From Iceland — Coast Guard Completes Work To Stem Oil Spill From British WW2 Wreck

Coast Guard Completes Work To Stem Oil Spill From British WW2 Wreck

Published May 18, 2020

Poppy Askham
Photo by
Icelandic Coast Guard

The Icelandic Coast Guard has completed work to stem an oil spill from El Grillo, a British tanker wrecked in Seyðisfjörður by German aircraft during World War Two.

As reported, the Icelandic government recently granted the coast guard 38 million ISK to stem the oil spill that has been harming local bird life. The project was an urgent priority as the volume of oil leaking from the ship was expected to increase when waters warm in summer.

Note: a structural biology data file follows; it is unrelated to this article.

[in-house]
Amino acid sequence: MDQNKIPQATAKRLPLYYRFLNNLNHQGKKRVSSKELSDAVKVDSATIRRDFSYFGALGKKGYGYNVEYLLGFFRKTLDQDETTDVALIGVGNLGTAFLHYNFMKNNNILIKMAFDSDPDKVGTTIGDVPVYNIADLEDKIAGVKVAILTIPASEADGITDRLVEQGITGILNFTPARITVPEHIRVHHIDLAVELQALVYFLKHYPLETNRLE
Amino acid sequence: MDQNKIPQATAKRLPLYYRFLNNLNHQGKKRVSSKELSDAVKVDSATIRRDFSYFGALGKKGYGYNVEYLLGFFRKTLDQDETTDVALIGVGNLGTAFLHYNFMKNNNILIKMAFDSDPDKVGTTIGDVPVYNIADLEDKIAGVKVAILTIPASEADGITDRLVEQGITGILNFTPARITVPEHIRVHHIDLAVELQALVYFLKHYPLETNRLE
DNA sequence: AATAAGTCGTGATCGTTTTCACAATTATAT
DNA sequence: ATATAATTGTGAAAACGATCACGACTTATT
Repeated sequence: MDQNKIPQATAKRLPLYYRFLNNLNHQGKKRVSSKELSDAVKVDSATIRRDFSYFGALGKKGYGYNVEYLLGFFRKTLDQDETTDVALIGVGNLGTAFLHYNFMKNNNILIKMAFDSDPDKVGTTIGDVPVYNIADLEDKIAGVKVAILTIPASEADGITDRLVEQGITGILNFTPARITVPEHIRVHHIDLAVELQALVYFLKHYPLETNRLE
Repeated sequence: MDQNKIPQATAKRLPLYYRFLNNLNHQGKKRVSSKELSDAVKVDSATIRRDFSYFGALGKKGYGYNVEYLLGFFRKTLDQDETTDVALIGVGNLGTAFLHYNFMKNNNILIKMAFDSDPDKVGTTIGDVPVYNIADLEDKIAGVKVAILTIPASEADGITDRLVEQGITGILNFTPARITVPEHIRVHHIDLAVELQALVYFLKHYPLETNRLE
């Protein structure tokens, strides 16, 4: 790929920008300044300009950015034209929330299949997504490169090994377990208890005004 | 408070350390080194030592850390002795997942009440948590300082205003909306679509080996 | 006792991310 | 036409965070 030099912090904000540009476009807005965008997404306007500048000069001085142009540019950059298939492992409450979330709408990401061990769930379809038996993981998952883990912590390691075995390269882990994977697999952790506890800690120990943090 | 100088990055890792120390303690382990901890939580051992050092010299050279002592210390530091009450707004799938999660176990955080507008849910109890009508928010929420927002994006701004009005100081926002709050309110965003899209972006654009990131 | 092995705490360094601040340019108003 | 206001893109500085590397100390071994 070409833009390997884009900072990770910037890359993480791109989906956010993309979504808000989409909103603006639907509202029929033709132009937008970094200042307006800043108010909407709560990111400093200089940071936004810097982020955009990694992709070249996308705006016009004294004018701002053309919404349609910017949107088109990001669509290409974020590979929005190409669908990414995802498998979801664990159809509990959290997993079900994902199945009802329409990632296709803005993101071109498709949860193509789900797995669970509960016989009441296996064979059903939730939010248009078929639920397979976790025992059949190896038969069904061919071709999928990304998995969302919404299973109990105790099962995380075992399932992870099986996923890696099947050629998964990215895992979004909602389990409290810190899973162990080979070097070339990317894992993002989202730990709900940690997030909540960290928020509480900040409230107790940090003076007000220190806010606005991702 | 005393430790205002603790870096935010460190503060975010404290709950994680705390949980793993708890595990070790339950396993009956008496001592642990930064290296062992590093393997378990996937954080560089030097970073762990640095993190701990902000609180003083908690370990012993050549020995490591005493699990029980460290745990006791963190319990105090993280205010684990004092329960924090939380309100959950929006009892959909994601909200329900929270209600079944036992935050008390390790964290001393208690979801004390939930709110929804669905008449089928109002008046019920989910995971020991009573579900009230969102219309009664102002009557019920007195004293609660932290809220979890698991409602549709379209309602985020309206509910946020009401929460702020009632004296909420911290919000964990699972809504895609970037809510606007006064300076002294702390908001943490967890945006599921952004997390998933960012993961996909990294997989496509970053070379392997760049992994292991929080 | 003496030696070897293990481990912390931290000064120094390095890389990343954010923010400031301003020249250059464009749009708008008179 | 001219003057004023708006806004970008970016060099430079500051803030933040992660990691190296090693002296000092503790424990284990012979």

Seven divers travelled to Seyðisfjörður from Reykjavik last week and started setting up the equipment required to fill the ship’s corroded hull with concrete. Work ended on May 15th, but extensive checks will be carried out to ensure the oil spill has been successfully stemmed.

The coast guard shared a video of the barge used in the operation:

There have been several efforts to contain the oil leak in the past, but they have had limited success. In 1952 and 2001 engineers attempted to pump oil out of the tanker, but 10-15 tonnes of oil were left behind. It is hoped that the new technique of filling the tanker with concrete will be more effective.

The coast guard ship, Thor in Seyðisfjörður:

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